Acquire Title Insurance
In order to make sure your property really belongs to you, it’s a good idea to have a title search completed to see if there are any claims to your future property that could invalidate your purchase. As this is a legal safeguard for your claim to your home, it will help you avoid unnecessary issues in the event of an unknown property claim.
Determine The Closing Costs
An escrow company is responsible for holding the funds until all aspects of a home sale are complete, but there are fees that go along with this service. Before you get to the end of the process, determine what exactly the company will be charging so that you can be prepared for the final total. While fees are legitimate, if you see a higher tally than expected, you may want to negotiate for a reduced cost.
Purchasing a home is a significant investment full of hurdles you might not be aware of, but by acquiring title insurance and having a legal professional look through your documents, you can make your home purchase go a little smoother. If you’re planning on purchasing a new home soon, contact your local real estate professional for more information.
Last week’s economic news was mixed, but economic reports for Non-Farm Payrolls and the National Unemployment rate suggest a strengthening labor sector. Pending Home Sales surpassed expectations in May and conversely, construction spending was lower than expected. Here are the details.
Pending Home Sales Reach Highest Level in Eight Months
The National Association of REALTORS® reported that pending home sales in May rose by 6.10 percent over April’s reading. May’s reading was 5.20 percent lower than for May 2013. The index reading for May reached 103.9 as compared to April’s index reading of 97.9. Results for all regions were positive for May:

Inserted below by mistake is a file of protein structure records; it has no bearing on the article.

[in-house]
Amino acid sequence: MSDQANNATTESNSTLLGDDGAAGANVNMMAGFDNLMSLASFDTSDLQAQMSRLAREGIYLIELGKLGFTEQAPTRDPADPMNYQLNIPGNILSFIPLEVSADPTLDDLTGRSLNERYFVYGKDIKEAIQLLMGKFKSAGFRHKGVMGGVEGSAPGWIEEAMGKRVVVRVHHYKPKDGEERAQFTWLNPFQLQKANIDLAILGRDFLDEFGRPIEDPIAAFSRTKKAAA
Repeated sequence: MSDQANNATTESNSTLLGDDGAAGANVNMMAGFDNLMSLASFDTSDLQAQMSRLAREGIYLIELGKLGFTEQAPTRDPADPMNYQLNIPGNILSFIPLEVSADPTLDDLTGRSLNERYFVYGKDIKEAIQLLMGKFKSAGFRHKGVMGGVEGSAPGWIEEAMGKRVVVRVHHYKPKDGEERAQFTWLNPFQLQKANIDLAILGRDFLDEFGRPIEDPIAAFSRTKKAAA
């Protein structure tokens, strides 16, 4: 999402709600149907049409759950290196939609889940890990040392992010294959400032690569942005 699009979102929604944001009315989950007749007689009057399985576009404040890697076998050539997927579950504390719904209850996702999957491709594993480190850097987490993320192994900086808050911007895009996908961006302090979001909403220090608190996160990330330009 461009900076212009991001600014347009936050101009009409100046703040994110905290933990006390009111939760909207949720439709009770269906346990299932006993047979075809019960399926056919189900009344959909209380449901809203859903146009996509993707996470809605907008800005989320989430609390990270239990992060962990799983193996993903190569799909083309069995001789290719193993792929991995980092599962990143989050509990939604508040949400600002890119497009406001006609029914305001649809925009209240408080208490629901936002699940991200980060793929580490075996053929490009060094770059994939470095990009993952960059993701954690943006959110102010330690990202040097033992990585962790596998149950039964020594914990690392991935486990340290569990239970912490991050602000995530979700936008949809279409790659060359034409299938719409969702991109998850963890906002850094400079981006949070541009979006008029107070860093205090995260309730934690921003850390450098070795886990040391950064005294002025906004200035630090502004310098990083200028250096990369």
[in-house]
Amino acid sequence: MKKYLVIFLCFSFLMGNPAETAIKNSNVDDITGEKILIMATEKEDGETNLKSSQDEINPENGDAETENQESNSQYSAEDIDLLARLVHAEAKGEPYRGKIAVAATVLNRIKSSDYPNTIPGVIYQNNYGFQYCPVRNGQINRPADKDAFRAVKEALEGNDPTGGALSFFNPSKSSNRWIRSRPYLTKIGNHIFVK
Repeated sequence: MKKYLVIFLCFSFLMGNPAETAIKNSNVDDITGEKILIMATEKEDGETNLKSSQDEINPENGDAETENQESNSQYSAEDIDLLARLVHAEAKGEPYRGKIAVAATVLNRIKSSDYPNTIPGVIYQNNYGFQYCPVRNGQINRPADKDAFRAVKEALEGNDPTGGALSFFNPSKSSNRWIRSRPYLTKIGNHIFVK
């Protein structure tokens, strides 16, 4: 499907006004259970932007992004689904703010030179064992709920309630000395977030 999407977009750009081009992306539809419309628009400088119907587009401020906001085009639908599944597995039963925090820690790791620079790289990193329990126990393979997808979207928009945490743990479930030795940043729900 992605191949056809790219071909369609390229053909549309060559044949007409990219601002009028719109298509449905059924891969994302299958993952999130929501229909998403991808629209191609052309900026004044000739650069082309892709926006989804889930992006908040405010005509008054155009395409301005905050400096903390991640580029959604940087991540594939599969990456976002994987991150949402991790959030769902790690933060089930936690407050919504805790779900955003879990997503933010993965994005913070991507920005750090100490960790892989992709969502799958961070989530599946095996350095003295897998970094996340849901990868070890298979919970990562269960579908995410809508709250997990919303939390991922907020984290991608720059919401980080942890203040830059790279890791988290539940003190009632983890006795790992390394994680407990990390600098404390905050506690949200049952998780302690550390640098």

– Northeast: 8.80%
– West 7.60%
– Midwest 6.30%
– South 4.40%
An index reading of 100 for pending home sales is equal to average contract activity in 2001; pending home sales are a gauge of upcoming closings and mortgage activity.
CoreLogic Home Price Index Reflects Slower Price Gains
National home prices rose by 1.40 percent in May and 10 states posted new month-to-month highs, while year-over-year reading slipped from 10.00 percent in April to 8.80 percent in May. Home prices remain about 13.50 percent lower than their 2006 peak.
The overall rate of construction spending slowed in May to an increase of 0.10 percent from April’s reading of 0.80 percent and against expectations of 0.70 percent. Residential construction spending dropped by 1.50 percent in May.
Freddie Mac’s weekly survey of average mortgage rates brought good news as the rate for a 30-year fixed rate mortgage dropped by two basis points to 4.12 percent. The average rate for a 15-year fixed rate mortgage was unchanged at 3.22 percent, as was the average rate for a 5/1 adjustable rate mortgage at 2.98 percent. Discount points were unchanged at 0.50 percent for a 30-year fixed rate mortgage and 15-year fixed rate mortgages. Discount rates rose from 0.30 to 0.40 percent for 5/1 adjustable rate mortgages.